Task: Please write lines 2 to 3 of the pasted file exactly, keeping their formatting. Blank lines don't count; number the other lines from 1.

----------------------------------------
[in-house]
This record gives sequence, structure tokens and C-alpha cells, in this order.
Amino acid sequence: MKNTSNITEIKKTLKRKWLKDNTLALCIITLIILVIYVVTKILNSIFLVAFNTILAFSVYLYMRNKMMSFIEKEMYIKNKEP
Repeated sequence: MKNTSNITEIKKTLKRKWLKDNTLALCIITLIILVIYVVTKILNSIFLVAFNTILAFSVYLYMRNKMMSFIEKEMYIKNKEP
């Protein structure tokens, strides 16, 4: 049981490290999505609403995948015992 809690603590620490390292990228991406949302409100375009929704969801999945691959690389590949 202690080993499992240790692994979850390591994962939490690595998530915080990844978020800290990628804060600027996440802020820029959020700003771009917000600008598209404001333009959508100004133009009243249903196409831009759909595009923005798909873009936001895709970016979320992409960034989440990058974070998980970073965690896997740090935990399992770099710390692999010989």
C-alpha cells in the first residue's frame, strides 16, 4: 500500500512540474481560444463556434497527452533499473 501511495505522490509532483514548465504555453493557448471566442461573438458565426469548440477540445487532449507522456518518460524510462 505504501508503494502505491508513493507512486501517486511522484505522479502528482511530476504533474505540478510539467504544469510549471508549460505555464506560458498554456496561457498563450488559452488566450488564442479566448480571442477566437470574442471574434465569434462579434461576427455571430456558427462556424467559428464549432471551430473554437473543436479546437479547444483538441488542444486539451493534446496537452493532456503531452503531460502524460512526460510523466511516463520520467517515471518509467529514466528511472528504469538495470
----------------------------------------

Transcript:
This record gives sequence, structure tokens and C-alpha cells, in this order.
Amino acid sequence: MKNTSNITEIKKTLKRKWLKDNTLALCIITLIILVIYVVTKILNSIFLVAFNTILAFSVYLYMRNKMMSFIEKEMYIKNKEP